Despite Personal Tragedy, Student Fundraises for KunduzWritten by Chelby Daigle
On September 28th, the Taliban invaded the city of Kunduz. University of Ottawa International Development student Ajmal Sarfraz was talking to his family on Skype when the fighting came to their home. “All of a sudden everyone started screaming. My mother was killed,” Ajmal explained, “My mother was on the roof looking to see what was happening. She was shot in the head.”
The Taliban controlled the city for two weeks before government forces were able to push them out. Now the city, located seven hours from Kabul, is left to rebuild with little aid from local government.
Ajmal has taken the semester off to go back to Kunduz to mourn with his family. But despite his personal tragedy, he is looking to help other residents of Kunduz by fundraising to buy winter clothing and other essentials. He is working with the Afghan Students Association (ASA) at the University of Ottawa to raise up to $3,000 for this effort.
Sawila Bayat, the Co-President of the ASA, was eager to help when Ajmal reached out to her. The ASA regularly does fundraising for projects in Afghanistan. “Last year, we bought sewing machines for women in Kabul who wanted to start their own business but couldn’t afford the machines,” she explained. “We had originally planned to do a clothing drive in Canada for Kunduz but now that the Canadian Army has pulled out of Afghanistan, there would have been no one to take the clothes and sending them ourselves would have been too expensive,” she explained.
With the funds raised, Ajmal plans to buy winter essentials in Kabul where they are less expensive than in Kunduz and then bring them home with him. He plans to take video footage of the distribution of goods in order to be accountable to donors.
The ASA started an online crowdfunding campaign and Sawila and Ajmal began visiting local Afghan businesses to promote the fundraiser and ask for donations. “We have been getting so much support from the local Afghan community,” Sawila explained, “We have received cash donations from many of the local restaurants which really helps.”
But Sawila and Ajmal wish more non-Afghans knew about the situation in Kunduz. “There has been a lot of media coverage about the Doctors without Borders hospital bombed by the US military, but less about the plight of the people of Kunduz who have lost their lives or been displaced by the attacks,” Sawila stated.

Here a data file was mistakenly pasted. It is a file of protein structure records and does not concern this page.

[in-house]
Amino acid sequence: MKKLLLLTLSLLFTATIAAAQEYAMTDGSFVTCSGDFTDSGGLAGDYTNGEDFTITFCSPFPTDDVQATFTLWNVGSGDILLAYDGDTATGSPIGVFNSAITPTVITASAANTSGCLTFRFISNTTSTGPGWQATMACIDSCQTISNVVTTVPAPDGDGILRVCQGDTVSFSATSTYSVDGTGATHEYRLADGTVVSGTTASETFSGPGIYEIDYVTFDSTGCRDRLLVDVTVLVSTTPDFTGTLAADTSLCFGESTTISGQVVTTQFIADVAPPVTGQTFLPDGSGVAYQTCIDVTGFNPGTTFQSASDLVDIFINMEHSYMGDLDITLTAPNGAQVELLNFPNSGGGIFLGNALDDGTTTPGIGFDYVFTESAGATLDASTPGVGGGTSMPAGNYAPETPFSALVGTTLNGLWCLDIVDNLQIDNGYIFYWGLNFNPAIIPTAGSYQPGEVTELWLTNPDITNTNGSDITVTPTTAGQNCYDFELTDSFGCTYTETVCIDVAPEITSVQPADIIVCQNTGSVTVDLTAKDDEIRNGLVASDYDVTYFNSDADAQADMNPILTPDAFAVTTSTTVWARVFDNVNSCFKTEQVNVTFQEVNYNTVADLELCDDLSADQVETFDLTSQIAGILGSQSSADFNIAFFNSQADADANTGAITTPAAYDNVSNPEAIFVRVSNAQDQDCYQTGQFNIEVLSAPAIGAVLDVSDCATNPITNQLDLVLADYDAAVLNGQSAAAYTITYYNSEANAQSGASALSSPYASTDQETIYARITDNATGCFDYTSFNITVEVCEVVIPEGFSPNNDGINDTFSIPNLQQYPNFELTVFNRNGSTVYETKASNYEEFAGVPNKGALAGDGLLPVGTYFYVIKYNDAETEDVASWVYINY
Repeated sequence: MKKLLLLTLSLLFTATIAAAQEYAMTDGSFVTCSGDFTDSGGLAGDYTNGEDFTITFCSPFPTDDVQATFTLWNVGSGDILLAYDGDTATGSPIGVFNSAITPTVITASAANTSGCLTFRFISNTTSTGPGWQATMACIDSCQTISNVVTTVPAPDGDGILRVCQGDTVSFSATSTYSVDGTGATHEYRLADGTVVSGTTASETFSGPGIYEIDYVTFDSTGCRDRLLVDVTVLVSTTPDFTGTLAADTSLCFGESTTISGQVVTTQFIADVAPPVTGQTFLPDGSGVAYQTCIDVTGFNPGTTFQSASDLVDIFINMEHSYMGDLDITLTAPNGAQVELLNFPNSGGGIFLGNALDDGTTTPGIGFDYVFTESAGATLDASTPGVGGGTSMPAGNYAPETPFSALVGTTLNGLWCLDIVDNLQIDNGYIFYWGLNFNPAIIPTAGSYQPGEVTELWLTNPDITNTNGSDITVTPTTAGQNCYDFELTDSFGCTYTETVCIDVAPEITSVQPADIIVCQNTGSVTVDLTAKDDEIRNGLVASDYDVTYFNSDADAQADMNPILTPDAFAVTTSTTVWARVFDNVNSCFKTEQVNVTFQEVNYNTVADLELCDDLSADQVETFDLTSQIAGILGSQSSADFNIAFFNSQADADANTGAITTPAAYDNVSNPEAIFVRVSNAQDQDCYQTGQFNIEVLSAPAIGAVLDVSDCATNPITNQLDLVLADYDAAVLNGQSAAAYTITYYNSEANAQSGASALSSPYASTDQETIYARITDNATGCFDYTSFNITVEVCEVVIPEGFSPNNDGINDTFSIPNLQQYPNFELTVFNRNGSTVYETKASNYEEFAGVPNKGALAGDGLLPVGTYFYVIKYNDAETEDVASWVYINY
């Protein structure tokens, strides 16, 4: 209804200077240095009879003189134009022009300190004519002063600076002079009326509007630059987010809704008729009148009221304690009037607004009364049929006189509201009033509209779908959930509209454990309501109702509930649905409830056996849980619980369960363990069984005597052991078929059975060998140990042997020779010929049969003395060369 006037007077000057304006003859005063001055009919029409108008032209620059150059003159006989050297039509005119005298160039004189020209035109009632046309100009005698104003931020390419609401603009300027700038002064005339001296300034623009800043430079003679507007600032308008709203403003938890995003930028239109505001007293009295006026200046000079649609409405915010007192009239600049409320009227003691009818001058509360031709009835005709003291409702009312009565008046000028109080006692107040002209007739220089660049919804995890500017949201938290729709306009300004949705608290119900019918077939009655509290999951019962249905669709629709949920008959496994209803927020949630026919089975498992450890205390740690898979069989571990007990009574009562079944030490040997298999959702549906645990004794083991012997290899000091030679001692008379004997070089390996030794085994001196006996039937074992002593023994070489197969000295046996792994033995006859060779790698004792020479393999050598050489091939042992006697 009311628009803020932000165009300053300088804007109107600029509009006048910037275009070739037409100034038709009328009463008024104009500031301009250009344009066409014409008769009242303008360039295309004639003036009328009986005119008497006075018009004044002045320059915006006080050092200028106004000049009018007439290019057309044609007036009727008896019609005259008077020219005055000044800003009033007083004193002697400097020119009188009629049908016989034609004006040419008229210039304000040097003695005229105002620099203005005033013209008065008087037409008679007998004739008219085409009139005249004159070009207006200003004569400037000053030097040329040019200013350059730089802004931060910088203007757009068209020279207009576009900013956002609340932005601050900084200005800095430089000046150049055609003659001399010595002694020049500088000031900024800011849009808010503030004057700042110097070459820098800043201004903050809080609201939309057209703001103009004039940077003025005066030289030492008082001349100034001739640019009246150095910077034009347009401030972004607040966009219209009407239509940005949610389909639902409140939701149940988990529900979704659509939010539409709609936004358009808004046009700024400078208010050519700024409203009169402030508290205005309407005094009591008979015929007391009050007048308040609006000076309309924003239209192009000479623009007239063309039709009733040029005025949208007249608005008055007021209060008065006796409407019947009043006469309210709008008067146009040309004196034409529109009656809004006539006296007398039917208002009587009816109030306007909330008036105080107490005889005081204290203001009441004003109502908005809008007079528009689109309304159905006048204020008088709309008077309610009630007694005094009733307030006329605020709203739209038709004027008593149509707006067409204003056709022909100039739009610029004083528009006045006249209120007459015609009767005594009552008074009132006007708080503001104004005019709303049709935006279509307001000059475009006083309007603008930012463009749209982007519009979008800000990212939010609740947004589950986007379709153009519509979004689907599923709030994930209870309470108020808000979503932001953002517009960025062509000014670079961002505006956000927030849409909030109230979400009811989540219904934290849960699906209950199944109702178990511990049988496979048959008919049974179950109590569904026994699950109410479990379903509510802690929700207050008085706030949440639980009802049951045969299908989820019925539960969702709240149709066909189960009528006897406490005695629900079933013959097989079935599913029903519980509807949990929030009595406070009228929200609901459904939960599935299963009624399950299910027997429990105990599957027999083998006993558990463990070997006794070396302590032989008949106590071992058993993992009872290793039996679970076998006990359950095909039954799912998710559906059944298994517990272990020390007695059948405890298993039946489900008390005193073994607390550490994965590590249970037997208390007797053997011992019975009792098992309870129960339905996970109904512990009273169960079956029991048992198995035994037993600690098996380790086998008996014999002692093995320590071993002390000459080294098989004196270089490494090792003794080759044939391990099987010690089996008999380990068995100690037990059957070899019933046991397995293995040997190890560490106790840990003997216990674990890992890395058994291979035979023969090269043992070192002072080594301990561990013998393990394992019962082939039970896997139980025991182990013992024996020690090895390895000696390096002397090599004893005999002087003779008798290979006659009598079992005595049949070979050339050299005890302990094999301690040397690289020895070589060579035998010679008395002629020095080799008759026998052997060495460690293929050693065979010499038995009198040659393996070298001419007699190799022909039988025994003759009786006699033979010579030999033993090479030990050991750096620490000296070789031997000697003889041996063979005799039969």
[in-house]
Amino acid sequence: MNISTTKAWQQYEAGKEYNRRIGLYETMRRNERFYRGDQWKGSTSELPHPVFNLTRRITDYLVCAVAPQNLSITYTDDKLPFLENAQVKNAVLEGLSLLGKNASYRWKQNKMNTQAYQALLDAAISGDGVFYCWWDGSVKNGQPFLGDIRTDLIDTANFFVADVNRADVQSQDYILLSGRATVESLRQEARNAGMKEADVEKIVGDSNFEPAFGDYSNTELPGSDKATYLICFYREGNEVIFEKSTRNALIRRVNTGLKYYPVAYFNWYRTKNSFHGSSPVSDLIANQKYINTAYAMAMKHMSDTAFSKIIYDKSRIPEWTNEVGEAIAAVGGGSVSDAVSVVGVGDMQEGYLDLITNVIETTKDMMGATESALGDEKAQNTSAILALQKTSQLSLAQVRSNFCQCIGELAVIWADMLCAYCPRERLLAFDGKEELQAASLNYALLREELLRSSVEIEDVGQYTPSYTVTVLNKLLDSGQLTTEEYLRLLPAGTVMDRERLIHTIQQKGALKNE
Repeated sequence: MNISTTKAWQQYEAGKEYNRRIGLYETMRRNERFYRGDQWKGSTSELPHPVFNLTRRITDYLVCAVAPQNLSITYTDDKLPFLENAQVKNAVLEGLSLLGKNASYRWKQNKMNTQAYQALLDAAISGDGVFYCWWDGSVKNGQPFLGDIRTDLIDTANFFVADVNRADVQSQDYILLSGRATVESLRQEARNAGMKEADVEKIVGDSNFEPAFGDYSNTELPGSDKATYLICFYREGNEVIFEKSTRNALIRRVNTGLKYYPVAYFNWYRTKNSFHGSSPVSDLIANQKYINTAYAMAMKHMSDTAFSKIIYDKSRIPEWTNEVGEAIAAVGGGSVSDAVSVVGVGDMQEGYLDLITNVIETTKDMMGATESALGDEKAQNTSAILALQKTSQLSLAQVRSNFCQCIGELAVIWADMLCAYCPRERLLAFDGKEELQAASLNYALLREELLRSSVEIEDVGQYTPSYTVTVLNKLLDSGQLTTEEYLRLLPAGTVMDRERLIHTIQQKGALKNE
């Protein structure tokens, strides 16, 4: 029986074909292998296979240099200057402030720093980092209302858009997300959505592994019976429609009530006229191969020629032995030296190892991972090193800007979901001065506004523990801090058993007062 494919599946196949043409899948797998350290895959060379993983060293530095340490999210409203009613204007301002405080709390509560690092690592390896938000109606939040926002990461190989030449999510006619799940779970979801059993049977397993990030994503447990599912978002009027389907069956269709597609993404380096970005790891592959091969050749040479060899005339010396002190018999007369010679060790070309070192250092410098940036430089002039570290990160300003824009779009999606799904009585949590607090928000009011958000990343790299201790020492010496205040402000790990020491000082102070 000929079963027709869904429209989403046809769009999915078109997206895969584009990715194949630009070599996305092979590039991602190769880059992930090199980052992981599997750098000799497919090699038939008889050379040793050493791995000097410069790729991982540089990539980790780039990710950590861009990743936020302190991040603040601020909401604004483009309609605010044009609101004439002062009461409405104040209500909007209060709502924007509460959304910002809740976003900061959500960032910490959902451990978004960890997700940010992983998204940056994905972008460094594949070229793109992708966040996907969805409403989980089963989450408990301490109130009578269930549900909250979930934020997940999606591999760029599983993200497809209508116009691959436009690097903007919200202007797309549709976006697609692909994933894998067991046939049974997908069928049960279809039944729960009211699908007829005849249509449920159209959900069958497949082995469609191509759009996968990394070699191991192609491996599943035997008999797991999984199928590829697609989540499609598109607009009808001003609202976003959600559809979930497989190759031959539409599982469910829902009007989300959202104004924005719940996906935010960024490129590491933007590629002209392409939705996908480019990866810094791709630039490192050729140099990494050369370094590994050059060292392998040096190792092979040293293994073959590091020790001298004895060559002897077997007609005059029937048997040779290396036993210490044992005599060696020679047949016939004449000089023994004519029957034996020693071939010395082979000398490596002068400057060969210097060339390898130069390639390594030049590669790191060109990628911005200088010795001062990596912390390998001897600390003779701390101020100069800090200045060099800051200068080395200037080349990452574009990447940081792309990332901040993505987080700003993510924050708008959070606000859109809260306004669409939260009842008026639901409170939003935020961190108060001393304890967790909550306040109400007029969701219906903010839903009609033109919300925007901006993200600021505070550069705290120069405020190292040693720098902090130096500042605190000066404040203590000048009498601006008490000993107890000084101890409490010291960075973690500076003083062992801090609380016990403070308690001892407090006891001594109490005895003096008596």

The attack by the Taliban came as a great shock to members of the ASA. “We have been asking ourselves why is this happening and why don’t more people know about it, why isn’t anyone doing anything to help?” Sawila explained, “The Taliban were making a statement, not just to Afghanistan but to the whole world. They chose the day before the president was going to celebrate the one year mark of his election. It was the first time in so many years that they were able to do something so drastic.”
“The Taliban were showing that they are still powerful,” Ajmal added, “Kunduz used to be their stronghold when they ran the country.”
While the Taliban were in power in Kunduz recently, a lot of the property of locals was confiscated. “The Taliban pulled a gun on my dad and said if he didn’t give them our family cars they would shoot him,” Ajmal shared. Many houses in the city were damaged by the bombings. “A lot of people are living in homes that no longer have windows so it is really cold,” Ajmal explained, “My neighbours and my cousin have no windows. A lot of people can’t afford to fix all of the damage from the bombings.”
Buying these people more winter clothing is one way Ajmal felt he could help. “It’s the only option that we saw,” Sawila explained, “We don’t have the funds to do more. We are only going to scratch the surface. They need a lot more help.”
Ajmal left Kunduz in 2009 on scholarship to study at a high school in Vermont. While there, he organized a shoe donation drive. “I went to 17 different schools and left boxes for people to donate their shoes,” he explained, “Within 3 weeks, I was able to get over 300 pairs of shoes. I was also invited to do a presentation about Afghanistan for the US Army in Burlington, Vermont and they agreed to deliver the shoes to Afghanistan. From the feedback I got from friends and family, the shoes were a big help to those in need in Kunduz.”
He came to Ottawa to study International Development in the hopes that he could use his education to help his homeland and other countries rebuilding after war. Coping with the loss of his mother has been difficult but focusing on the fundraiser has helped. “I’m just trying to keep myself busy so I don’t have to think about things too much,” he explained. He plans to return to the University of Ottawa to finish his fourth year of studies after visiting his family.
To donate to Emergency Relief for Kunduz click here
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